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  Balfa Heritage Week
   Vanicor Brothers
   Master Session ● April 24, 2006 

Milton Vanicor

Ellis Vanicor

Orsy Vanicor



In the top photo in the right column, Ellis Vanicor speaks to Steve Riley. In the next photo, David Greely is shown singing "Viens m'chercher."

Shown below, from left, are Orsy Vanicor, Ellis Vanicor, Steve Riley, Courtney Granger, Milton Vanicor, and Peter Schwarz.

Each afternoon, the 2006 Dewey Balfa Cajun and Creole Heritage week featured a session with master musicians. On Monday, the Vanicor brothers from Lacassine performed the music of the legendary Iry LeJeune. They played with Iry LeJeune when he lived in Lacassine five decades ago, and they also recorded with him on the Goldband label. 

Milton, the oldest of the the three Vancior brothers, and Ellis, are both fiddlers. Orsy plays steel guitar. Milton's profile is familiar to many Cajun music fans through Philip Gould's photograph on the cover of the Mamou Playboys' CD Bon Rêve. During the session, Steve Riley accompanied them on accordion with Courtney Granger on guitar and Peter Schwarz on bass. David Greely helped out with a few vocals on songs like "Viens m'chercher," but, on other songs, like "Jeunes filles de la campagne," "Teche Special," and "La valse du grand chemin," Milton Vanicor delivered vocals in the old style that could resonate across the dance hall even without a microphone.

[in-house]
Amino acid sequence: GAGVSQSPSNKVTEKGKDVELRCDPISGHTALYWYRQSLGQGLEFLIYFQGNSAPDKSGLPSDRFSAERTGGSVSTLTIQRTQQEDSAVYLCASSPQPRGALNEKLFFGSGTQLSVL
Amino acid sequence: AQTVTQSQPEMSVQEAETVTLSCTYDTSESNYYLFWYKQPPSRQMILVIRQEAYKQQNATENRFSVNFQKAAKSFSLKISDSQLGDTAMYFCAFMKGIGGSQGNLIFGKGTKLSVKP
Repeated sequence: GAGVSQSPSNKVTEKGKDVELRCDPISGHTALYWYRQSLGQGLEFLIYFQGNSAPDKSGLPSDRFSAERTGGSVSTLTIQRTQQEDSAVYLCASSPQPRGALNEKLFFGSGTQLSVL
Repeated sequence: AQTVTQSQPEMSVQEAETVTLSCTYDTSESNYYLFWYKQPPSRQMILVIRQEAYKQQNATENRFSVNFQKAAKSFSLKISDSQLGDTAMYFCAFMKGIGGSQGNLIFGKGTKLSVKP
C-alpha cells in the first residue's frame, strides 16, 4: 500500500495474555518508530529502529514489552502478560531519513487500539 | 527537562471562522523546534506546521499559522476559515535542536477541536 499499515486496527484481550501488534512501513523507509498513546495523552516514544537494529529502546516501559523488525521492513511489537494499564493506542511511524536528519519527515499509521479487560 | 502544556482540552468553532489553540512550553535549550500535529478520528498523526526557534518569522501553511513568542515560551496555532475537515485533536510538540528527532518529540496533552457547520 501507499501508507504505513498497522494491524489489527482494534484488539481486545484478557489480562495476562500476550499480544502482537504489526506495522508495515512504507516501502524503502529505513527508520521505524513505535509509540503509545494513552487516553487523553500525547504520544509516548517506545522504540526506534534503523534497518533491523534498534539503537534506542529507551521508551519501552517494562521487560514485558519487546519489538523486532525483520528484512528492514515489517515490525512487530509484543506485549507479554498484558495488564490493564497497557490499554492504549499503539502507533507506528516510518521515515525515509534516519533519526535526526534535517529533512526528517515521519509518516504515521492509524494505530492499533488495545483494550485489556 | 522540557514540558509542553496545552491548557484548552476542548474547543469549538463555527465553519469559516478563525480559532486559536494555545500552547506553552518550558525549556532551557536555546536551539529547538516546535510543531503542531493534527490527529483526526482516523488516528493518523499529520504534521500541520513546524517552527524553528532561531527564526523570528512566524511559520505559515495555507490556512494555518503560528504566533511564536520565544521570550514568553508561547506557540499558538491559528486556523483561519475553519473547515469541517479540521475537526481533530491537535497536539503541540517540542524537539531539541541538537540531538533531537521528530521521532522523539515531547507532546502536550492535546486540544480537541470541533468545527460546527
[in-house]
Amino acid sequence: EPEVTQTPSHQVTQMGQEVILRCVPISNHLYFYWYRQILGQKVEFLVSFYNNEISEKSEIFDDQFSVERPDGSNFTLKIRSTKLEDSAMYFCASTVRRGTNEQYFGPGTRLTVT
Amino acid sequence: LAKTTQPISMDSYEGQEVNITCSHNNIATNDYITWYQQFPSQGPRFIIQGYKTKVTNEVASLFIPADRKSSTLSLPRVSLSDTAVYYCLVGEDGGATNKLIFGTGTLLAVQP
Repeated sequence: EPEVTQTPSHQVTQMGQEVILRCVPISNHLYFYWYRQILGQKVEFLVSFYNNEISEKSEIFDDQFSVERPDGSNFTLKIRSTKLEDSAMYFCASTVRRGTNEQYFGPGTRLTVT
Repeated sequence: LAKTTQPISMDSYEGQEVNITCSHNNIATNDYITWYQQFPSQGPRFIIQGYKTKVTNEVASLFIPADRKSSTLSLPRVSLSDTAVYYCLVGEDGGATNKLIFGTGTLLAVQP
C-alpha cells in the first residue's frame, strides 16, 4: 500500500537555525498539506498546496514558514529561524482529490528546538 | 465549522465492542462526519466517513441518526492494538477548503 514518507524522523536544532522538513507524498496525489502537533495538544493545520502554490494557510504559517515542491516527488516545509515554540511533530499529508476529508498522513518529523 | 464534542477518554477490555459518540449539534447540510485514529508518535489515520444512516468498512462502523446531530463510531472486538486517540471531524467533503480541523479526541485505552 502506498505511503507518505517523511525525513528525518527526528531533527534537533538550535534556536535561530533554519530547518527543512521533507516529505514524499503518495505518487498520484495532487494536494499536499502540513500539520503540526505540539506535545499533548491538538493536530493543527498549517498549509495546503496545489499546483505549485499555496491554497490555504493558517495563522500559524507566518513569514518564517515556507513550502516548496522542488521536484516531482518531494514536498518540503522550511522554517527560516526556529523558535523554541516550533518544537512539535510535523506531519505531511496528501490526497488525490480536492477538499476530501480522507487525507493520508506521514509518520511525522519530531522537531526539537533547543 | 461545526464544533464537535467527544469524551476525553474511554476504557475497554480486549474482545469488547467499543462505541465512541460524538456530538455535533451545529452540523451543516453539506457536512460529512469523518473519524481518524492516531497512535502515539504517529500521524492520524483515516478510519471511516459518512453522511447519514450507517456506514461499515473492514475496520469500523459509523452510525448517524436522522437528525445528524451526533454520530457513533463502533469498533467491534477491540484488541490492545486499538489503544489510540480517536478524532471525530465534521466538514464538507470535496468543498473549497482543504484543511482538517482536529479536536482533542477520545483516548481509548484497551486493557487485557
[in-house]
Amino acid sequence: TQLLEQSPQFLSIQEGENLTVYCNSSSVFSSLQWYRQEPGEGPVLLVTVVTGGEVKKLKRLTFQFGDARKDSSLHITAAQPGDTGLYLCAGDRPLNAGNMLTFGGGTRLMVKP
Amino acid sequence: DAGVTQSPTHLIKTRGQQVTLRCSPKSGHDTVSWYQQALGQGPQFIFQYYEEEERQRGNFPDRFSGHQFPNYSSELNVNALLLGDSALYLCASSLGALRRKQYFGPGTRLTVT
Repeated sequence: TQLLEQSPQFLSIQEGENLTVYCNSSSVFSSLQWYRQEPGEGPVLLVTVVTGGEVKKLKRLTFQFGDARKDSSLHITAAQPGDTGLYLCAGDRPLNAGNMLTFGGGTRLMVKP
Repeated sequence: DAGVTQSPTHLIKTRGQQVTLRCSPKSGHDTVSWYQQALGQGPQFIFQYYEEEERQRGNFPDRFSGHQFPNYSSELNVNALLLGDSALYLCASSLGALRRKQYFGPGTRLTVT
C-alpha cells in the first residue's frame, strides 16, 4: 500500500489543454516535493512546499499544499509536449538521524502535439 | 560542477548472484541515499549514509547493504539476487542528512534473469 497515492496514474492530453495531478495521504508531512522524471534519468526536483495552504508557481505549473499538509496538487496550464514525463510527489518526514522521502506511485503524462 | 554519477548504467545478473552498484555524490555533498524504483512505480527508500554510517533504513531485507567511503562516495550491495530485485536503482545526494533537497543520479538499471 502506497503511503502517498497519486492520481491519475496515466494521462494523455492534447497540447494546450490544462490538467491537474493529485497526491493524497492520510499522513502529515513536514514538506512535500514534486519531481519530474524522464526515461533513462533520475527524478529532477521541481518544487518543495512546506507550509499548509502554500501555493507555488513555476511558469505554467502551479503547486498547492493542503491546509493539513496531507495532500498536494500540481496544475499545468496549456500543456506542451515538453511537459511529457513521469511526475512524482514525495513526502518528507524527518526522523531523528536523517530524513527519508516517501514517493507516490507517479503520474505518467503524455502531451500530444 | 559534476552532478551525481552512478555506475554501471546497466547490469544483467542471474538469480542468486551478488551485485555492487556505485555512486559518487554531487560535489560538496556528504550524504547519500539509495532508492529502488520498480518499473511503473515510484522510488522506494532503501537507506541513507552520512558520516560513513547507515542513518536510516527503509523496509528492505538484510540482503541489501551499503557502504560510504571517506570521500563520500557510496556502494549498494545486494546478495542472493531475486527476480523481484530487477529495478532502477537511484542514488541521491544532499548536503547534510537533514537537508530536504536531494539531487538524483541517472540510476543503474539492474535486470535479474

The brothers recalled their experiences performing with Iry LeJeune, including one famous incident in which Iry, seated with his accordion, wanted to be raised to the same level as the other musicians who were standing. They improvised a platform put together with wooden coke boxes, which collapsed in the middle of a song, leaving Iry sprawling on his back, still belting out the "Lacassine Special" from a horizontal position.

They also recalled that their mother learned to play the accordion, though she never performed in public. In later years, when they visited her in a nursing home, she still wanted to play if they would accompany her.

When they were young, their father would agree to let them hold a house dance, but only if the music was provided by Amédé Ardoin, A table was moved into the living room to serve as a makeshift bandstand, where Amédé would be seated, accompanied only by one of the brothers' cousins on triangle.

 For anyone at all interested in Cajun music, or anyone who just likes to hear some good stories about earlier times when entertainment was an integral part of people's lives instead of a manufactured commodity, it was a truly uplifting, even inspiring, afternoon.

The crowd wanted to keep the conversation going, but the scheduled time ran out, and the Vanicor brothers, who still perform as the Lacassine Playboys, ended their session by playing “Enterre-moi pas dans l’cimetière.”

Posted 7-22-06.

All photographs and text by David Simpson.

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